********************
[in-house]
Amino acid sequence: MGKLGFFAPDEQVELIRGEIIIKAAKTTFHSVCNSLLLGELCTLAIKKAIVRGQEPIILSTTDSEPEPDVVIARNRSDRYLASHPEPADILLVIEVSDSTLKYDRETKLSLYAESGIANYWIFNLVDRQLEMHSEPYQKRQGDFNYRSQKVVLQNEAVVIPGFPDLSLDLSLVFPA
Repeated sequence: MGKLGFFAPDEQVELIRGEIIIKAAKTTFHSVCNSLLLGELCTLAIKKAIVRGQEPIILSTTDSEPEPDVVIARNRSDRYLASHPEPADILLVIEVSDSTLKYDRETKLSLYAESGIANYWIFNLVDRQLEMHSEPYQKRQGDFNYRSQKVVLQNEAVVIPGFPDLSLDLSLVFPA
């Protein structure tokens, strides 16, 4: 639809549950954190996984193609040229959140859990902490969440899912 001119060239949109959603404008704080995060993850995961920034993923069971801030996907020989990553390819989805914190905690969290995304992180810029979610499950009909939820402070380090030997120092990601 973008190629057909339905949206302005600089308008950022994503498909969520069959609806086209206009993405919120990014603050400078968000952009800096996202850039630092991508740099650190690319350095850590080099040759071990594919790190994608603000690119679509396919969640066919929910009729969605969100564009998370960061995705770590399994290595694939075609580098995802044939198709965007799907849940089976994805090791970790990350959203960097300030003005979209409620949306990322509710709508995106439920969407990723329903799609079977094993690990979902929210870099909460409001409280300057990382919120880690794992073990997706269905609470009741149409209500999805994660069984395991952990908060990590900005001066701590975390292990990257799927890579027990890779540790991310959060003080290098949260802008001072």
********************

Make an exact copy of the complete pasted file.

[in-house]
Amino acid sequence: MGKLGFFAPDEQVELIRGEIIIKAAKTTFHSVCNSLLLGELCTLAIKKAIVRGQEPIILSTTDSEPEPDVVIARNRSDRYLASHPEPADILLVIEVSDSTLKYDRETKLSLYAESGIANYWIFNLVDRQLEMHSEPYQKRQGDFNYRSQKVVLQNEAVVIPGFPDLSLDLSLVFPA
Repeated sequence: MGKLGFFAPDEQVELIRGEIIIKAAKTTFHSVCNSLLLGELCTLAIKKAIVRGQEPIILSTTDSEPEPDVVIARNRSDRYLASHPEPADILLVIEVSDSTLKYDRETKLSLYAESGIANYWIFNLVDRQLEMHSEPYQKRQGDFNYRSQKVVLQNEAVVIPGFPDLSLDLSLVFPA
């Protein structure tokens, strides 16, 4: 639809549950954190996984193609040229959140859990902490969440899912 001119060239949109959603404008704080995060993850995961920034993923069971801030996907020989990553390819989805914190905690969290995304992180810029979610499950009909939820402070380090030997120092990601 973008190629057909339905949206302005600089308008950022994503498909969520069959609806086209206009993405919120990014603050400078968000952009800096996202850039630092991508740099650190690319350095850590080099040759071990594919790190994608603000690119679509396919969640066919929910009729969605969100564009998370960061995705770590399994290595694939075609580098995802044939198709965007799907849940089976994805090791970790990350959203960097300030003005979209409620949306990322509710709508995106439920969407990723329903799609079977094993690990979902929210870099909460409001409280300057990382919120880690794992073990997706269905609470009741149409209500999805994660069984395991952990908060990590900005001066701590975390292990990257799927890579027990890779540790991310959060003080290098949260802008001072």